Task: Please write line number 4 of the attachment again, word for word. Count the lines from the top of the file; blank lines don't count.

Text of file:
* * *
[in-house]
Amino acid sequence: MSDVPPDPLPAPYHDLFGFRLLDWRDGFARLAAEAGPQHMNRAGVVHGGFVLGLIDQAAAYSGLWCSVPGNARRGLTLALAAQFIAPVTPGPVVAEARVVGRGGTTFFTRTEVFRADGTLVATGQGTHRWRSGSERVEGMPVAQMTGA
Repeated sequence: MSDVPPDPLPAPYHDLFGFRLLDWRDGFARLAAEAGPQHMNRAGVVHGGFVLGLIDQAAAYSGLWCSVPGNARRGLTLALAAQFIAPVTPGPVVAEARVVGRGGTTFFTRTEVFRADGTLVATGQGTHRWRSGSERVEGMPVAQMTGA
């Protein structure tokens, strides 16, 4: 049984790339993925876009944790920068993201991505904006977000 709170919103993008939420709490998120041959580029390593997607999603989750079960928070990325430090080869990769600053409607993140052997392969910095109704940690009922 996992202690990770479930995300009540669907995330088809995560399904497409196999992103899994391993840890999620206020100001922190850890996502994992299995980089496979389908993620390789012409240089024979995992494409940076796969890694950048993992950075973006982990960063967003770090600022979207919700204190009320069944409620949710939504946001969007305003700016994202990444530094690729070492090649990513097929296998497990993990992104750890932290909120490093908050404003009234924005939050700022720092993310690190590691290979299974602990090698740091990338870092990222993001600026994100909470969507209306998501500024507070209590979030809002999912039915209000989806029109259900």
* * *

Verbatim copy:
């Protein structure tokens, strides 16, 4: 049984790339993925876009944790920068993201991505904006977000 709170919103993008939420709490998120041959580029390593997607999603989750079960928070990325430090080869990769600053409607993140052997392969910095109704940690009922 996992202690990770479930995300009540669907995330088809995560399904497409196999992103899994391993840890999620206020100001922190850890996502994992299995980089496979389908993620390789012409240089024979995992494409940076796969890694950048993992950075973006982990960063967003770090600022979207919700204190009320069944409620949710939504946001969007305003700016994202990444530094690729070492090649990513097929296998497990993990992104750890932290909120490093908050404003009234924005939050700022720092993310690190590691290979299974602990090698740091990338870092990222993001600026994100909470969507209306998501500024507070209590979030809002999912039915209000989806029109259900």